In the quest to know themselves deeply, clients often pose the above question to me during coaching sessions. A person’s blind spots are those areas of limitation they carry within.
At a superficial level, we know they exist but often are stumped when it comes to seeing them clearly. They are long-term habits or patterns deeply nested in our unconscious mind. If we saw our blind spots clearly, meaning at their source, we would then know why they exist and could eradicate them. In essence, we could stop repeating their accompanying and limiting feelings, thoughts and behaviours. Herein lies the paradox — how do we see to the depths of something we are seemingly ‘blind’ to?
As an answer, did your inner voice just shout “Listen!”? For some, what follows might be obvious, but for others, your question may now be, “Listen to what?”
In my case, whenever I feel inner conflict brewing, I know I am on the threshold of revealing a personal blind spot. In such a scenario, my past experience and ego are defending against some new experience, all of which signal that the potential for change is on the horizon. Listening during this occurrence amounts to reminding myself “I need to have this exposure (both the inner battle and the newly emerging experience) in order to grow.”
My inner conflict between what has been, what is and what could be is what flexes my discernment muscle. Listening to my inner experience allows me to enter deeply into why I feel, think and act the way I do. It opens me to ask, “Do I still want to feel, think and act this way?” When the answer is “No”, then stopping the old ways of reacting creates space for new experiences, learning and skills to emerge.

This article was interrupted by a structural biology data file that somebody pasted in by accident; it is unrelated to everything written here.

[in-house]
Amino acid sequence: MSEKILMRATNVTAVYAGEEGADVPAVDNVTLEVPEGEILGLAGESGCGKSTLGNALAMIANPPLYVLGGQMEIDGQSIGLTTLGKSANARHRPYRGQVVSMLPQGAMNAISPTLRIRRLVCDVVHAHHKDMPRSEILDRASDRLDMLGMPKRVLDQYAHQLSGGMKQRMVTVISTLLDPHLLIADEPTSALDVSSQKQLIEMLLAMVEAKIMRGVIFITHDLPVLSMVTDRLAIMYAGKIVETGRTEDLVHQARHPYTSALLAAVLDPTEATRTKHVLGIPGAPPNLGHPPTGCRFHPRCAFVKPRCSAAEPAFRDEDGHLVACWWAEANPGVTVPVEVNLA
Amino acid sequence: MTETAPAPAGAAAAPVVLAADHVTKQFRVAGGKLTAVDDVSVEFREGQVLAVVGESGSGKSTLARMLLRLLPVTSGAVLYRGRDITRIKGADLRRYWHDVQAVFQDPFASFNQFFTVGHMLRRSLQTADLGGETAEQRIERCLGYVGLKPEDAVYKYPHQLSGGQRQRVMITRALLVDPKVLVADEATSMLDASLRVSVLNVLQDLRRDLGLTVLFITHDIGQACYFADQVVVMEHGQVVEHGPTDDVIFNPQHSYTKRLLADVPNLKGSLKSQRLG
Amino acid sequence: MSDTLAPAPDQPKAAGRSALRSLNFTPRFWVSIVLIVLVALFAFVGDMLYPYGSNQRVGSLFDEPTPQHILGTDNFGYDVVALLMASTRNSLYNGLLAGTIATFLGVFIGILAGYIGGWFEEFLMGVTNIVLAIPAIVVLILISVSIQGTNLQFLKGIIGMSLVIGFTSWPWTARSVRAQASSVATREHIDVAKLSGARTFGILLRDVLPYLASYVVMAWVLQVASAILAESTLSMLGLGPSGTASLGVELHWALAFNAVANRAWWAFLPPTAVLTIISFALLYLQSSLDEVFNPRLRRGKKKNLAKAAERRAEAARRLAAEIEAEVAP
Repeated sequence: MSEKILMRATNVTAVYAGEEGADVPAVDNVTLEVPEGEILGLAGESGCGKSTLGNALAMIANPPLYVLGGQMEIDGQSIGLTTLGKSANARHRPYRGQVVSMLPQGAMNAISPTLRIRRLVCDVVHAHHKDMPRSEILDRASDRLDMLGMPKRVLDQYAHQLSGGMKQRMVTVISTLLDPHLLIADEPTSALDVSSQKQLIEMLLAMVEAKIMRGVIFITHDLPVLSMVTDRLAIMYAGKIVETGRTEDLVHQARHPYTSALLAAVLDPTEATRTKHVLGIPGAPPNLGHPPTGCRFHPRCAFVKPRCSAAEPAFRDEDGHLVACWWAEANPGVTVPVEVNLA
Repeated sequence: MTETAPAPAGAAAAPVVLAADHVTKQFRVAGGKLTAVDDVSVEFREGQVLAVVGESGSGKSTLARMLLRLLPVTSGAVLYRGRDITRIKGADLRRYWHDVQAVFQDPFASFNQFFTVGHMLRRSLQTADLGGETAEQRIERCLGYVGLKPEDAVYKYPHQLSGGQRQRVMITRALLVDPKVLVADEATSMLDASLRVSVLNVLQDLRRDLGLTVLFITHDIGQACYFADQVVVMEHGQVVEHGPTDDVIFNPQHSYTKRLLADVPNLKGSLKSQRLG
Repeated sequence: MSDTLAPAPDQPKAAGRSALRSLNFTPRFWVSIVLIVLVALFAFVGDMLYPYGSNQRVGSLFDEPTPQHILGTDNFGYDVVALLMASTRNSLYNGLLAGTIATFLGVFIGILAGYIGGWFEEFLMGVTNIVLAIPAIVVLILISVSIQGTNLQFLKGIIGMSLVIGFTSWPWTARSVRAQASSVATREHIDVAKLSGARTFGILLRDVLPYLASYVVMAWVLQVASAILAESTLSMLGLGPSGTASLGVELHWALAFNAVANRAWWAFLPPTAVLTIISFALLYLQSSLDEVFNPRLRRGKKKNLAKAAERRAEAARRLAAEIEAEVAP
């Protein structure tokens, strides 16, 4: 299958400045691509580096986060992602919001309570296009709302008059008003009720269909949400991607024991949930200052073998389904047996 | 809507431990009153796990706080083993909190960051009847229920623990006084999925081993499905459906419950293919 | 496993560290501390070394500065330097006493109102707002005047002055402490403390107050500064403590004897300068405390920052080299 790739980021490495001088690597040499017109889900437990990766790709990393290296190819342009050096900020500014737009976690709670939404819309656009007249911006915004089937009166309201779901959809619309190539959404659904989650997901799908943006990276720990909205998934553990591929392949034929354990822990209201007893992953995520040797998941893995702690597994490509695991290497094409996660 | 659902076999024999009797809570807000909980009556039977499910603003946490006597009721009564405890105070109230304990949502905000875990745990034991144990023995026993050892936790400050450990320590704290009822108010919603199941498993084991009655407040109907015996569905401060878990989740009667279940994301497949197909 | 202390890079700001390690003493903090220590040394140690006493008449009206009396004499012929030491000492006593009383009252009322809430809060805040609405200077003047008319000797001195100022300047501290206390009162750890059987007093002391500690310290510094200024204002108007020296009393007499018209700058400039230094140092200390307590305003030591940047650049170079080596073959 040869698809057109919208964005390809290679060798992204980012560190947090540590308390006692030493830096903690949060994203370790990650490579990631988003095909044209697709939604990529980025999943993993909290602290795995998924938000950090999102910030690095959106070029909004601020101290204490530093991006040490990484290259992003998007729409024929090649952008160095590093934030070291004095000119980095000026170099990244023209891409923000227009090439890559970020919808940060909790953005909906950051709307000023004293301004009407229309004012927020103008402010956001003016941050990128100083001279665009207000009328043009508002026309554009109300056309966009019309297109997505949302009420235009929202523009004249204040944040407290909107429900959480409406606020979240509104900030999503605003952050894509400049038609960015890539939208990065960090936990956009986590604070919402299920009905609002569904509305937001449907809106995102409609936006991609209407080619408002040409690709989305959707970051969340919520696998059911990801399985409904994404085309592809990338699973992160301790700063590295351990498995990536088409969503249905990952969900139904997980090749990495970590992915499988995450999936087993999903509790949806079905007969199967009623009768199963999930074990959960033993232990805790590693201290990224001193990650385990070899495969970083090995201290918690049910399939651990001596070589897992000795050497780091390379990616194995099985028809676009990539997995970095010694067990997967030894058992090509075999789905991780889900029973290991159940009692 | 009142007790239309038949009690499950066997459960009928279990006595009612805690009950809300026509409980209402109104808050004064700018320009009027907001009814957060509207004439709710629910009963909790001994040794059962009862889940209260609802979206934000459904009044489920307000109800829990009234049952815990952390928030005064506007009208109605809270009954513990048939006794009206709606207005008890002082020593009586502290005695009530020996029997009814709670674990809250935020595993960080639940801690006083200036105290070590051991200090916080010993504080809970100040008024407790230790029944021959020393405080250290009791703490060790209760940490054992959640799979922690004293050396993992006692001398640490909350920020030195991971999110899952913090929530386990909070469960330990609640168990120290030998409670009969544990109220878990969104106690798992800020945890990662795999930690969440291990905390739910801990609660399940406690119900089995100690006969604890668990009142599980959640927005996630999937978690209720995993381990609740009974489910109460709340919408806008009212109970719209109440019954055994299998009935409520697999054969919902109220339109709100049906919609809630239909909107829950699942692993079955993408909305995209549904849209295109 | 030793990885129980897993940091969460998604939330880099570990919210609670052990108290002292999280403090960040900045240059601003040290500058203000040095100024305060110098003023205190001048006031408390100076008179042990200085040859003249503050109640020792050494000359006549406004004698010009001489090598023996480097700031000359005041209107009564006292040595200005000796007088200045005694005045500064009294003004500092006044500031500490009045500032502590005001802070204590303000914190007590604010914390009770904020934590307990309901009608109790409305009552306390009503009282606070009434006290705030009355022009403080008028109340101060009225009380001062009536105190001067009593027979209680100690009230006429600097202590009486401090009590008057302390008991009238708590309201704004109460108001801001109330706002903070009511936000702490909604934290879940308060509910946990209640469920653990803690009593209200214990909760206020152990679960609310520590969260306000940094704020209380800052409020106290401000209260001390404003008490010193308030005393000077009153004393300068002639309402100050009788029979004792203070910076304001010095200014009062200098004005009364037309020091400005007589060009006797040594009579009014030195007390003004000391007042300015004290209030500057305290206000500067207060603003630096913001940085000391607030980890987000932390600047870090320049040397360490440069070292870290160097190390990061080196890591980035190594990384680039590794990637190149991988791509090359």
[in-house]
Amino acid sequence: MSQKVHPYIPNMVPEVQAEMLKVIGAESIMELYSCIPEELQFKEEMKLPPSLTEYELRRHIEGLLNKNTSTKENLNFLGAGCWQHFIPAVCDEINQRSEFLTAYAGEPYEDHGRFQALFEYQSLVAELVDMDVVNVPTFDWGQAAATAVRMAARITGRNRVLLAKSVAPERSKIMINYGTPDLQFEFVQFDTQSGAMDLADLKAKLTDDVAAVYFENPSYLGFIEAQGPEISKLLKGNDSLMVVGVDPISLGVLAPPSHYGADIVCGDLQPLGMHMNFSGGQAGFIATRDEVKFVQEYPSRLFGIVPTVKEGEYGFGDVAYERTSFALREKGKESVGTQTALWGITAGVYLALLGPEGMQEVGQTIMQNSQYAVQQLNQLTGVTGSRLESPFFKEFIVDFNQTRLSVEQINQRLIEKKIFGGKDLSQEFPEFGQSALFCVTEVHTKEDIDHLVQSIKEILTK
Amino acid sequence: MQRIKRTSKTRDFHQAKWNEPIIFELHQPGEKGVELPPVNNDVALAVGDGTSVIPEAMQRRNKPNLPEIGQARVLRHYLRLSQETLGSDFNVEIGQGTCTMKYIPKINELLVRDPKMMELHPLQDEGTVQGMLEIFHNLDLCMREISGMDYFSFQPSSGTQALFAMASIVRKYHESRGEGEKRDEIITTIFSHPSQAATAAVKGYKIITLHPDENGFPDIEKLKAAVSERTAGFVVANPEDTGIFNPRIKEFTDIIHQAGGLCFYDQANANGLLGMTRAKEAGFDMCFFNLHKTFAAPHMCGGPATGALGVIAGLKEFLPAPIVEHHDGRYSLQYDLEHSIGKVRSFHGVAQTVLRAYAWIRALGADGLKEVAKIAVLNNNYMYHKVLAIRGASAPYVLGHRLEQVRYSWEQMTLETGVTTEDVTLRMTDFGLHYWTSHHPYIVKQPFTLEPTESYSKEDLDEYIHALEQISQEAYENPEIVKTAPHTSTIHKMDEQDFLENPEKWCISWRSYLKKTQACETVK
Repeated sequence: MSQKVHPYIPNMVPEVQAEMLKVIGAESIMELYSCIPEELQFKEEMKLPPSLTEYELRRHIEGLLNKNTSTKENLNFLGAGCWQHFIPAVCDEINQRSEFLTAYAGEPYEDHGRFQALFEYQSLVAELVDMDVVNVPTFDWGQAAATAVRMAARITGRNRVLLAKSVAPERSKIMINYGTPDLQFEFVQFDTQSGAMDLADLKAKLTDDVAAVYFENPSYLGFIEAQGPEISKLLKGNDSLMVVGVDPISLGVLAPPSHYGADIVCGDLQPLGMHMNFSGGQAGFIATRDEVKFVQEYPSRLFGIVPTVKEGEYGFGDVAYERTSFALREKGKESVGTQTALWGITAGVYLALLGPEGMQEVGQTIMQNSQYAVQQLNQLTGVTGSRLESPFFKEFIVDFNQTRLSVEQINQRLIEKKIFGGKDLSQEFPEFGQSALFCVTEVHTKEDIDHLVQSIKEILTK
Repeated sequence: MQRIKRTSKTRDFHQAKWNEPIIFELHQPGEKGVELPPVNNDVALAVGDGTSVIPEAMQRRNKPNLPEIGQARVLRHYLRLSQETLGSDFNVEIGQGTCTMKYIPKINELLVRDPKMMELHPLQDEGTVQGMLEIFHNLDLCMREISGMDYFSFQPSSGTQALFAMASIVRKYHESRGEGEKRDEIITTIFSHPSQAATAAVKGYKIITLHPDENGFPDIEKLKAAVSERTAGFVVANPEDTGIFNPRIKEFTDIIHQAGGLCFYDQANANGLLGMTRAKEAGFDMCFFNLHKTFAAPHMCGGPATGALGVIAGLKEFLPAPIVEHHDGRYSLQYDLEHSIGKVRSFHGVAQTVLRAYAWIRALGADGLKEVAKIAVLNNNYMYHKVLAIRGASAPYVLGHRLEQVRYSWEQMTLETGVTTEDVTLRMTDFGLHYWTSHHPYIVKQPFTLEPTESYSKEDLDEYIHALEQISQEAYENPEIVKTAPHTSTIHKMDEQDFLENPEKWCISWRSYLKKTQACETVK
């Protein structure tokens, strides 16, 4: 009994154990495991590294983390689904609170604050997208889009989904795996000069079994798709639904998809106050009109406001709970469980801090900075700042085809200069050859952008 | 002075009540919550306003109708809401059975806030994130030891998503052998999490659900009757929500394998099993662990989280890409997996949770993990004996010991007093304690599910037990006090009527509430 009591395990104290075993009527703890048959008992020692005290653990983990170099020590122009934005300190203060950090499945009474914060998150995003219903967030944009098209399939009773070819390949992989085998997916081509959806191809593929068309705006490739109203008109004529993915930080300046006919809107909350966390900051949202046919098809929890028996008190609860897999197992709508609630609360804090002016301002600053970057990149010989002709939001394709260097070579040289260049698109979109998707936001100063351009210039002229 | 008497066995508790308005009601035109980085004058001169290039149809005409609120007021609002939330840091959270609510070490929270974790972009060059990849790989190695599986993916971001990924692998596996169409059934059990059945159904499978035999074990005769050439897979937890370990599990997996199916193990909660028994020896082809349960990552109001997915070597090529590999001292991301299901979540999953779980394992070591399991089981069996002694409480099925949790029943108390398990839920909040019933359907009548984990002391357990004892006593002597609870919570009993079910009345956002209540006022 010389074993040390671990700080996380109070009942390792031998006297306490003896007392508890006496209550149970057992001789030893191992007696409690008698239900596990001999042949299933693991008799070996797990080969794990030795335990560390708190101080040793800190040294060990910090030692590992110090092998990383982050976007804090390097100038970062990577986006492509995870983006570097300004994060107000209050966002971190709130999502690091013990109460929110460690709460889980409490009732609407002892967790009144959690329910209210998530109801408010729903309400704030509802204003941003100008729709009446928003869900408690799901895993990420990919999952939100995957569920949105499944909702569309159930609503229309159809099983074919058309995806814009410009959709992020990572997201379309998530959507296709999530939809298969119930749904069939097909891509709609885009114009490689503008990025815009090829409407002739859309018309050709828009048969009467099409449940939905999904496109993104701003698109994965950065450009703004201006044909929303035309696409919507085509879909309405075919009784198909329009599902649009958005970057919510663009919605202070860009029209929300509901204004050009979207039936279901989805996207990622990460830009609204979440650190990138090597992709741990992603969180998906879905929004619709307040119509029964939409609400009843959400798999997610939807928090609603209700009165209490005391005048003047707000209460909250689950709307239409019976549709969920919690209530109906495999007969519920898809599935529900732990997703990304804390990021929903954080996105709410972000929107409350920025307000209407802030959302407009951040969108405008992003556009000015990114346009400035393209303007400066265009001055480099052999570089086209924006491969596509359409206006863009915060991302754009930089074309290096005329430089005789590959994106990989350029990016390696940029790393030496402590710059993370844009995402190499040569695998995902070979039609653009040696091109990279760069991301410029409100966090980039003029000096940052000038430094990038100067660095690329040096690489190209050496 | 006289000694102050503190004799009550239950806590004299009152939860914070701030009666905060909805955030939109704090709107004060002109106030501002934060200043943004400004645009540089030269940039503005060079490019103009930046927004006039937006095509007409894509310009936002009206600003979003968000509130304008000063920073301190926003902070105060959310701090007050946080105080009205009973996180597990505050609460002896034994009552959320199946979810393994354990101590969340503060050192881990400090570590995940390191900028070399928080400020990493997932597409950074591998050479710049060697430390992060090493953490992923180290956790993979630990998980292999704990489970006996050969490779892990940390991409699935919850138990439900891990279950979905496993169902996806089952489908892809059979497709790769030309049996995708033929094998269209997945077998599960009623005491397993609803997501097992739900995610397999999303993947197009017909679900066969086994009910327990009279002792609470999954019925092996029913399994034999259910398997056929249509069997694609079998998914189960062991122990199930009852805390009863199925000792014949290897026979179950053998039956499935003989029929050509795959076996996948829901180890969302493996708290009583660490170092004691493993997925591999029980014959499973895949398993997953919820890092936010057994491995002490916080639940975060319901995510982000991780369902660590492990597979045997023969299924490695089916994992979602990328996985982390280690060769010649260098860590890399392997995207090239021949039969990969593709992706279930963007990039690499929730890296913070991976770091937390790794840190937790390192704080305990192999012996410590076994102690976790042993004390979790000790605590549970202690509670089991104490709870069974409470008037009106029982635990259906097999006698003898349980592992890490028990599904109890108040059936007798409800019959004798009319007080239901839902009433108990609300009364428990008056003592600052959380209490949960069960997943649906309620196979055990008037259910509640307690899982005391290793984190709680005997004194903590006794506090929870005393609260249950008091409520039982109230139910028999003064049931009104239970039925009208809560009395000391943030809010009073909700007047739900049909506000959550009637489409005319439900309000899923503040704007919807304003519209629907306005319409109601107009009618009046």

Decluttering by removing the old and unnecessary always marks a new beginning. The new learning and skills that replace the old require discipline, which often means adopting a new practice that allows us to internalize them. For example, if you read my blog last week on inner space, my new learning provided me with two new skills that enhance and expand my inner space. In this way, I am gathering the new knowledge needed to penetrate into the depths of my inner space experience. Eventually and with practice, the effort poured into one’s skill development evolves into a natural rhythm, which becomes effortless.
So, the initial greater learning effort of any new beginning morphs into the great reward — a natural flow of effortless development and growth. We don’t stop there. Beyond the experience of effortlessness lies the realm of genius where we can now tap into and realize our full creative capacity. Thus, once we have knit together or integrated our mind, body and spirit, we evolve to a higher level of consciousness/awareness. In other words, we combine our newly acquired learning, skills and mind-body-spirit integration with life’s emerging experiences. This deep collaboration, both internally with our essence and externally with existence/life, reveals and neutralizes our blind spots, bringing us ever and ever closer to our authentic, creative potential.
That is why Yoga does not bother much about changing the outside world. There is a … saying, “As the mind, so the person; bondage or liberation are in your own mind.” If you feel bound, you are bound. If you feel liberated, you are liberated. Things outside neither bind nor liberate you; only your attitude toward them does that. Sri Swami Satchidananda
Below is a poem from my latest poetry book that tells a similar story.
A great yearning for intimacy
caused me to fall down rabbit holes
where birthed adventures tore down
internal walls and revealed ancient truths.
Discoveries of ‘all knowledge is self-knowledge’
crystallized the mystery of best-friending myself, and
with each falling-in-love moment, layers peeled away
to reveal an open-concept heart.